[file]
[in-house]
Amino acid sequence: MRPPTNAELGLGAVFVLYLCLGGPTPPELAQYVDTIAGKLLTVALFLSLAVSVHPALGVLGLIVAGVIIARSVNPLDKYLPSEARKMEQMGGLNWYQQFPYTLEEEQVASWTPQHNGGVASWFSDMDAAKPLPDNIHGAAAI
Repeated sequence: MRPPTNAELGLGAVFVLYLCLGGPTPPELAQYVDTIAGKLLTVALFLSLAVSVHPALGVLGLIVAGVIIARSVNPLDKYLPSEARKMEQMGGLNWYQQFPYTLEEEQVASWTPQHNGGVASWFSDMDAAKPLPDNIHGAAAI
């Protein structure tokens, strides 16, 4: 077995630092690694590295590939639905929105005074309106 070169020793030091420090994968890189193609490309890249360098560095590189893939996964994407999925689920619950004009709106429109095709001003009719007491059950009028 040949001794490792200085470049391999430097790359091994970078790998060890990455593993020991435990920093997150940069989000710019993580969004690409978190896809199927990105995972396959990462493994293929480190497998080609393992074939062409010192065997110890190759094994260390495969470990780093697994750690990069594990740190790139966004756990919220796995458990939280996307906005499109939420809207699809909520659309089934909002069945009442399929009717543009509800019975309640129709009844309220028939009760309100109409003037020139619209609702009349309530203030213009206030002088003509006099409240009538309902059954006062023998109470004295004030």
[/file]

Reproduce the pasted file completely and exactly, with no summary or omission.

[in-house]
Amino acid sequence: MRPPTNAELGLGAVFVLYLCLGGPTPPELAQYVDTIAGKLLTVALFLSLAVSVHPALGVLGLIVAGVIIARSVNPLDKYLPSEARKMEQMGGLNWYQQFPYTLEEEQVASWTPQHNGGVASWFSDMDAAKPLPDNIHGAAAI
Repeated sequence: MRPPTNAELGLGAVFVLYLCLGGPTPPELAQYVDTIAGKLLTVALFLSLAVSVHPALGVLGLIVAGVIIARSVNPLDKYLPSEARKMEQMGGLNWYQQFPYTLEEEQVASWTPQHNGGVASWFSDMDAAKPLPDNIHGAAAI
């Protein structure tokens, strides 16, 4: 077995630092690694590295590939639905929105005074309106 070169020793030091420090994968890189193609490309890249360098560095590189893939996964994407999925689920619950004009709106429109095709001003009719007491059950009028 040949001794490792200085470049391999430097790359091994970078790998060890990455593993020991435990920093997150940069989000710019993580969004690409978190896809199927990105995972396959990462493994293929480190497998080609393992074939062409010192065997110890190759094994260390495969470990780093697994750690990069594990740190790139966004756990919220796995458990939280996307906005499109939420809207699809909520659309089934909002069945009442399929009717543009509800019975309640129709009844309220028939009760309100109409003037020139619209609702009349309530203030213009206030002088003509006099409240009538309902059954006062023998109470004295004030």